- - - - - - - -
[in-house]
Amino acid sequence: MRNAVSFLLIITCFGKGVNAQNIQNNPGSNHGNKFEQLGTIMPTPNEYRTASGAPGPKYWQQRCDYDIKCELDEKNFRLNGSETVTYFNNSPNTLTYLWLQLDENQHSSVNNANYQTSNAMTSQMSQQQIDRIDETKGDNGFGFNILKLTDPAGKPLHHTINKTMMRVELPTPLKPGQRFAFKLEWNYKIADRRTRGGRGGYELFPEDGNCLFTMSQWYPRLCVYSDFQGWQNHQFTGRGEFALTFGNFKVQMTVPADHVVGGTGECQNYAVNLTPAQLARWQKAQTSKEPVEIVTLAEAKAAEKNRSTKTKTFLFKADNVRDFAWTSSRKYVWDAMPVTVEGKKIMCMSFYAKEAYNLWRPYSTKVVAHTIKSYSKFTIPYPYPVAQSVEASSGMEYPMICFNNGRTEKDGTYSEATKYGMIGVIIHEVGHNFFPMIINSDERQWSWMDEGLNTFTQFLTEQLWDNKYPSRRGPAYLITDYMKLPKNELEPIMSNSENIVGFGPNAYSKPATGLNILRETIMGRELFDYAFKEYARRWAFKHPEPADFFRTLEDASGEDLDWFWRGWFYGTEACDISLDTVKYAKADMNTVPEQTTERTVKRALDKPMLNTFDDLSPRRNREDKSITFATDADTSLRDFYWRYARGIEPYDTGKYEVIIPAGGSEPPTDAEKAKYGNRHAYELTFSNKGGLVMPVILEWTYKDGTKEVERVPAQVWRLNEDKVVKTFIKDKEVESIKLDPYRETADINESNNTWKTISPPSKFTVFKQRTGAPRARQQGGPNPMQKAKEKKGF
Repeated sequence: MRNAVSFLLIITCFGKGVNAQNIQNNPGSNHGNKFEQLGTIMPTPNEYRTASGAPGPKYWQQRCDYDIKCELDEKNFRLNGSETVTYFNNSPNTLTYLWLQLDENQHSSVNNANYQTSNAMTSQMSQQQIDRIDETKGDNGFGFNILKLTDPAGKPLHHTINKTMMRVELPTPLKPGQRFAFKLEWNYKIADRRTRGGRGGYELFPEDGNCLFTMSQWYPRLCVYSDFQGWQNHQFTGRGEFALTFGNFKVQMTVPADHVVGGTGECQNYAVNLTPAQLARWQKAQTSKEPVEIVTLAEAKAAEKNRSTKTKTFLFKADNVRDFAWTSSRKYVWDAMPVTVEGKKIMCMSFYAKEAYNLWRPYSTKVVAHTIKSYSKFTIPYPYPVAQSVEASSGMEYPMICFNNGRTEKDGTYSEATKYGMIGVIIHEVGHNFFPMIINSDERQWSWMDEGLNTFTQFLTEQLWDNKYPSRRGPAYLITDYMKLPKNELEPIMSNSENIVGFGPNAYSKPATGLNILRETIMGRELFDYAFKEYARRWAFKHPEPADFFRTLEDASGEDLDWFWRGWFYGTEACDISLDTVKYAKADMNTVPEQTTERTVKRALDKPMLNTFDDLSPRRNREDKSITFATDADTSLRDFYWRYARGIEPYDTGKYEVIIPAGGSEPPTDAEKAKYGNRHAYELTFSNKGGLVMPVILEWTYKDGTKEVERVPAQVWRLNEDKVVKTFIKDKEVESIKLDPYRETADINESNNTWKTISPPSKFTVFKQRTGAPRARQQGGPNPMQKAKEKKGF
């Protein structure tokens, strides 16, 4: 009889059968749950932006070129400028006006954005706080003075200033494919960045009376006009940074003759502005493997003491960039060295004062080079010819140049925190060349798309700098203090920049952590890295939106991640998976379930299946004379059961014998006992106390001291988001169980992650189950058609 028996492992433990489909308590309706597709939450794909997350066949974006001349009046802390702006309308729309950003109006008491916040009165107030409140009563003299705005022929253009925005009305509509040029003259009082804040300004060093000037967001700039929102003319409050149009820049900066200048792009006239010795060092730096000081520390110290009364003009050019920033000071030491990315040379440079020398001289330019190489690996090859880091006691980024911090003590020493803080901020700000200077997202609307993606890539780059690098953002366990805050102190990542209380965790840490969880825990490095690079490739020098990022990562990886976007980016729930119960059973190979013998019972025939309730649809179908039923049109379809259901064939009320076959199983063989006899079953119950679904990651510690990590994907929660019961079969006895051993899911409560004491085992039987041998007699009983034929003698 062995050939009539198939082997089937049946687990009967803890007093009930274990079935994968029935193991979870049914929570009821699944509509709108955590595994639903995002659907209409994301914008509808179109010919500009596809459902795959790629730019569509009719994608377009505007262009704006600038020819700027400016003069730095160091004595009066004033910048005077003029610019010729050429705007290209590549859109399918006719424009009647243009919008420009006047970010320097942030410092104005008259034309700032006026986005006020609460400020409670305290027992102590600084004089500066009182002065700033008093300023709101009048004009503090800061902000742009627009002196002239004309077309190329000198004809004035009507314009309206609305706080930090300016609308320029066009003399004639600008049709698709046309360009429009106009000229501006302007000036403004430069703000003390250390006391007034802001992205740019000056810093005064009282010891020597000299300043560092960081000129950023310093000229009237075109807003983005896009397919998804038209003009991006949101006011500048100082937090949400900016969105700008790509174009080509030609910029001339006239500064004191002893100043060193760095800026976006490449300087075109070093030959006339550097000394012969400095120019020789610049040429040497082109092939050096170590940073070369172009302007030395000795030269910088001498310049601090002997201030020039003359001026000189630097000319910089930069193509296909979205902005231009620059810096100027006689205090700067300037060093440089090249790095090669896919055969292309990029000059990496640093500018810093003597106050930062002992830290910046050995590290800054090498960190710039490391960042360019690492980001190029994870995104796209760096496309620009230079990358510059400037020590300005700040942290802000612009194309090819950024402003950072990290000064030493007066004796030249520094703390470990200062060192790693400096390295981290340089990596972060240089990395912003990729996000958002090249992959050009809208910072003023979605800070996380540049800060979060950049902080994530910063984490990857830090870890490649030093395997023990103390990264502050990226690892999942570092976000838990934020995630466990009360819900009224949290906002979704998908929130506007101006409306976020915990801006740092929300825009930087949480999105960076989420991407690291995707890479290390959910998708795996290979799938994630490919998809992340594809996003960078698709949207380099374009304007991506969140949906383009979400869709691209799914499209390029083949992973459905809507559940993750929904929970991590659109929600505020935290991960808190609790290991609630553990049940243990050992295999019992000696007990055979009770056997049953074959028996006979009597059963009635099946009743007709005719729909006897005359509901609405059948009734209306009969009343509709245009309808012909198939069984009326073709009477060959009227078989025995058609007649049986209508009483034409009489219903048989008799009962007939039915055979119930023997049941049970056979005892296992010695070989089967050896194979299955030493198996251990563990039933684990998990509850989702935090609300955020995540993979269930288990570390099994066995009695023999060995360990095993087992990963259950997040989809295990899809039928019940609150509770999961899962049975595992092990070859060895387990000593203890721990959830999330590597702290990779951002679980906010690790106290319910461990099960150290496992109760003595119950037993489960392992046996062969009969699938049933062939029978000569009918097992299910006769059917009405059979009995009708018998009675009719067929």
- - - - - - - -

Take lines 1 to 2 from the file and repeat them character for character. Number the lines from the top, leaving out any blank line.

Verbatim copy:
[in-house]
Amino acid sequence: MRNAVSFLLIITCFGKGVNAQNIQNNPGSNHGNKFEQLGTIMPTPNEYRTASGAPGPKYWQQRCDYDIKCELDEKNFRLNGSETVTYFNNSPNTLTYLWLQLDENQHSSVNNANYQTSNAMTSQMSQQQIDRIDETKGDNGFGFNILKLTDPAGKPLHHTINKTMMRVELPTPLKPGQRFAFKLEWNYKIADRRTRGGRGGYELFPEDGNCLFTMSQWYPRLCVYSDFQGWQNHQFTGRGEFALTFGNFKVQMTVPADHVVGGTGECQNYAVNLTPAQLARWQKAQTSKEPVEIVTLAEAKAAEKNRSTKTKTFLFKADNVRDFAWTSSRKYVWDAMPVTVEGKKIMCMSFYAKEAYNLWRPYSTKVVAHTIKSYSKFTIPYPYPVAQSVEASSGMEYPMICFNNGRTEKDGTYSEATKYGMIGVIIHEVGHNFFPMIINSDERQWSWMDEGLNTFTQFLTEQLWDNKYPSRRGPAYLITDYMKLPKNELEPIMSNSENIVGFGPNAYSKPATGLNILRETIMGRELFDYAFKEYARRWAFKHPEPADFFRTLEDASGEDLDWFWRGWFYGTEACDISLDTVKYAKADMNTVPEQTTERTVKRALDKPMLNTFDDLSPRRNREDKSITFATDADTSLRDFYWRYARGIEPYDTGKYEVIIPAGGSEPPTDAEKAKYGNRHAYELTFSNKGGLVMPVILEWTYKDGTKEVERVPAQVWRLNEDKVVKTFIKDKEVESIKLDPYRETADINESNNTWKTISPPSKFTVFKQRTGAPRARQQGGPNPMQKAKEKKGF